I have never been to an obedience school graduation. I imagine it could be either the most fun or concurrently the saddest of spectacles. I guess that would depend largely not on the mutt but the persona of the pet’s guardian. Cats are the original dropouts. They can’t be taught anything. The phrase ‘like herding cats” comes to mind. Like most dropouts they have little use for anyone. They will let you rub them to the point of purring, but only when they want it. They only demand that you feed them and provide a place for them to poop, neither skill requires training. Leave the food and the box out and they are good to go. Dogs however often require “house training” at least city dogs that do not have the luxury of some kind of yard where they can allow their noses to figure it out for themselves. Still for all their sloppiness and need for attention I prefer them. Nothing against cats, I do like them, but I identify more with dogs. I am after all, a male.
I was a kindergarten dropout so I was not present at that particular graduation. I did not become a preschooler without a cause nor did I take to lurking in the schoolyard in pursuit of other kids chocolate milk. I never fully explained to my mother why I couldn’t return but I can now confess, it was all because of a woman. Her name was Alisha and my love was unrequited, my romantic advances spurned. She was more interested in coloring books than tossing a ball around with me. My mother was perplexed but didn’t push it and to this day I am thankful. I have never been good at heartbreak.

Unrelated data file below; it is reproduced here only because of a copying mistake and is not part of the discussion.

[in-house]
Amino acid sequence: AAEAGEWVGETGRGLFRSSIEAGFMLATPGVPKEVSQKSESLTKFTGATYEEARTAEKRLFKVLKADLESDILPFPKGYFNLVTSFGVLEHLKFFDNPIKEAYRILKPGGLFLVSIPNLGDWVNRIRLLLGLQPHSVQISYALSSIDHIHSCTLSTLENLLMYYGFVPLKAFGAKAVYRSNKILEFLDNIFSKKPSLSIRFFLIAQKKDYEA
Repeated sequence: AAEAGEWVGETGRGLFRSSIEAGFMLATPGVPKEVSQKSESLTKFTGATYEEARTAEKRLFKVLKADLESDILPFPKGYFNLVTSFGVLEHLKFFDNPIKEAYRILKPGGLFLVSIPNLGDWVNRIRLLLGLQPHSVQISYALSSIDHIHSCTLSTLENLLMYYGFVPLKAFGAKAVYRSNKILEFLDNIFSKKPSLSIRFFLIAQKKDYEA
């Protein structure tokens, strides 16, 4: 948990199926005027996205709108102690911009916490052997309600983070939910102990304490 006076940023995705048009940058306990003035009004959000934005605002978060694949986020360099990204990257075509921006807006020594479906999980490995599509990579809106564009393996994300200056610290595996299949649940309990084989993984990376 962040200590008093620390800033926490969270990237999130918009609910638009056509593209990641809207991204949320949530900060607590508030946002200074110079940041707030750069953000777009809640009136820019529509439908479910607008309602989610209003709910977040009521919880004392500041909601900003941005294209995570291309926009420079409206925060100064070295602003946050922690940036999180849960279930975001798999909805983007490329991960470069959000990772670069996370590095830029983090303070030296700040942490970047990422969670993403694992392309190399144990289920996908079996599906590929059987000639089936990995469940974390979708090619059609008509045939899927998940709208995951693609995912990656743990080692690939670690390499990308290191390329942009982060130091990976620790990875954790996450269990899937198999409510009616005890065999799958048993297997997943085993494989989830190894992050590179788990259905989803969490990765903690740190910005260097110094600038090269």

I completed my entire eight year enlistment and participated fully in my elementary school graduation. This day was notable as it also coincided with my early initiation into the precarious world of pitiful drunkenness and horrible hangovers. The parents of a friend of mine threw a ‘party’ of sorts for him in the back room of a local pub and as it was the rite of passage in those days for young west side Irish American boys, we were allowed, more like encouraged, to “enjoy” ourselves. We “enjoyed” ourselves perhaps a little too much. To be fair and not wishing to paint the responsible adults of the time too negatively, they only meant that we should enjoy maybe the hint of a beer. Well we could take a hint. Fourteen year old boys set loose in an environment reeking of spirits can get very spiritual. Can I have an Hallelujah?!! Don’t blame the bartenders (whose ranks I would someday join) fourteen year old boys can be very creative. Let’s leave it at that. My friend’s mother took us both back to their apartment and sensing I would not make it home in one piece, insisted that I stay over. In the middle of the night I awoke briefly only to see my friend moaning and lifting his pillow so he could vomit wholeheartedly onto his mattress. When he was finished he simply dropped the pillow back on top of the ocean of illness that had spilled out of him and plunged back into a deep slumber. I was far enough away and too paralyzed myself to utter a peep. But the moment will forever burn brightly in my memory.